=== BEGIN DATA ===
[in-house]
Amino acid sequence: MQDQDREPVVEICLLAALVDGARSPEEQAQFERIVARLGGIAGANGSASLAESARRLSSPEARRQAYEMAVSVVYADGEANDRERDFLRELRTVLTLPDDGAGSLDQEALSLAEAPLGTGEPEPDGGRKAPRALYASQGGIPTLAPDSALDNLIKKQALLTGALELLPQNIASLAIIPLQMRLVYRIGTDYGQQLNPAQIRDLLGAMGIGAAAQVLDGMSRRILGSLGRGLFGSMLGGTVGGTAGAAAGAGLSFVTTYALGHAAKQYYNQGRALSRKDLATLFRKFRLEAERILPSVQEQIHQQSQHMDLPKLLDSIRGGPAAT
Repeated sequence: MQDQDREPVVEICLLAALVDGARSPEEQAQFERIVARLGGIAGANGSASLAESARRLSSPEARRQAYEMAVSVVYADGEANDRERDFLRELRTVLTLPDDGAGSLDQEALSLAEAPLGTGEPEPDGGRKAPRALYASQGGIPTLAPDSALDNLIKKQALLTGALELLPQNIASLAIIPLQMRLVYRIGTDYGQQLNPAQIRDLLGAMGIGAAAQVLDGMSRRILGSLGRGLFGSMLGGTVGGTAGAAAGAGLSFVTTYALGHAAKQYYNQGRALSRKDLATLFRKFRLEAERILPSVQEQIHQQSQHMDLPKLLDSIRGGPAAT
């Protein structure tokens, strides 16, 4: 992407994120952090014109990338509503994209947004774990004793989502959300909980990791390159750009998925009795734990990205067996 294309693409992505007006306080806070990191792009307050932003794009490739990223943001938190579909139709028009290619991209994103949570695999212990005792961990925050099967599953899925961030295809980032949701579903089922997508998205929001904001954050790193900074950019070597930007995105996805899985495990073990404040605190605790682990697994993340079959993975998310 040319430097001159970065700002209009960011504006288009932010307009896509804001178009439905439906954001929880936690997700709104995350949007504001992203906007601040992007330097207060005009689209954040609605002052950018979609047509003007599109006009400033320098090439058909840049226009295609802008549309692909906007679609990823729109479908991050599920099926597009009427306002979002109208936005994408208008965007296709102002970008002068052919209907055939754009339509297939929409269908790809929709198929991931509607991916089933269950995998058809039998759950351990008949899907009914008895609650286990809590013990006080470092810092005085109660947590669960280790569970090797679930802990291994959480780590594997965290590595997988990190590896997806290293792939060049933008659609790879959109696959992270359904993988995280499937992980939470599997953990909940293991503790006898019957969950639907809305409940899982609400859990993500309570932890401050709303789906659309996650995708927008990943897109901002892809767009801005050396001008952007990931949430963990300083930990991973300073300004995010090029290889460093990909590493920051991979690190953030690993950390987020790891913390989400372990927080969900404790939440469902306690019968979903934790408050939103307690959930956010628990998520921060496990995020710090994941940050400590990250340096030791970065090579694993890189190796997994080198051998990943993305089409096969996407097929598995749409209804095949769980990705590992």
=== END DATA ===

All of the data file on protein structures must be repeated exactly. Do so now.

[in-house]
Amino acid sequence: MQDQDREPVVEICLLAALVDGARSPEEQAQFERIVARLGGIAGANGSASLAESARRLSSPEARRQAYEMAVSVVYADGEANDRERDFLRELRTVLTLPDDGAGSLDQEALSLAEAPLGTGEPEPDGGRKAPRALYASQGGIPTLAPDSALDNLIKKQALLTGALELLPQNIASLAIIPLQMRLVYRIGTDYGQQLNPAQIRDLLGAMGIGAAAQVLDGMSRRILGSLGRGLFGSMLGGTVGGTAGAAAGAGLSFVTTYALGHAAKQYYNQGRALSRKDLATLFRKFRLEAERILPSVQEQIHQQSQHMDLPKLLDSIRGGPAAT
Repeated sequence: MQDQDREPVVEICLLAALVDGARSPEEQAQFERIVARLGGIAGANGSASLAESARRLSSPEARRQAYEMAVSVVYADGEANDRERDFLRELRTVLTLPDDGAGSLDQEALSLAEAPLGTGEPEPDGGRKAPRALYASQGGIPTLAPDSALDNLIKKQALLTGALELLPQNIASLAIIPLQMRLVYRIGTDYGQQLNPAQIRDLLGAMGIGAAAQVLDGMSRRILGSLGRGLFGSMLGGTVGGTAGAAAGAGLSFVTTYALGHAAKQYYNQGRALSRKDLATLFRKFRLEAERILPSVQEQIHQQSQHMDLPKLLDSIRGGPAAT
């Protein structure tokens, strides 16, 4: 992407994120952090014109990338509503994209947004774990004793989502959300909980990791390159750009998925009795734990990205067996 294309693409992505007006306080806070990191792009307050932003794009490739990223943001938190579909139709028009290619991209994103949570695999212990005792961990925050099967599953899925961030295809980032949701579903089922997508998205929001904001954050790193900074950019070597930007995105996805899985495990073990404040605190605790682990697994993340079959993975998310 040319430097001159970065700002209009960011504006288009932010307009896509804001178009439905439906954001929880936690997700709104995350949007504001992203906007601040992007330097207060005009689209954040609605002052950018979609047509003007599109006009400033320098090439058909840049226009295609802008549309692909906007679609990823729109479908991050599920099926597009009427306002979002109208936005994408208008965007296709102002970008002068052919209907055939754009339509297939929409269908790809929709198929991931509607991916089933269950995998058809039998759950351990008949899907009914008895609650286990809590013990006080470092810092005085109660947590669960280790569970090797679930802990291994959480780590594997965290590595997988990190590896997806290293792939060049933008659609790879959109696959992270359904993988995280499937992980939470599997953990909940293991503790006898019957969950639907809305409940899982609400859990993500309570932890401050709303789906659309996650995708927008990943897109901002892809767009801005050396001008952007990931949430963990300083930990991973300073300004995010090029290889460093990909590493920051991979690190953030690993950390987020790891913390989400372990927080969900404790939440469902306690019968979903934790408050939103307690959930956010628990998520921060496990995020710090994941940050400590990250340096030791970065090579694993890189190796997994080198051998990943993305089409096969996407097929598995749409209804095949769980990705590992």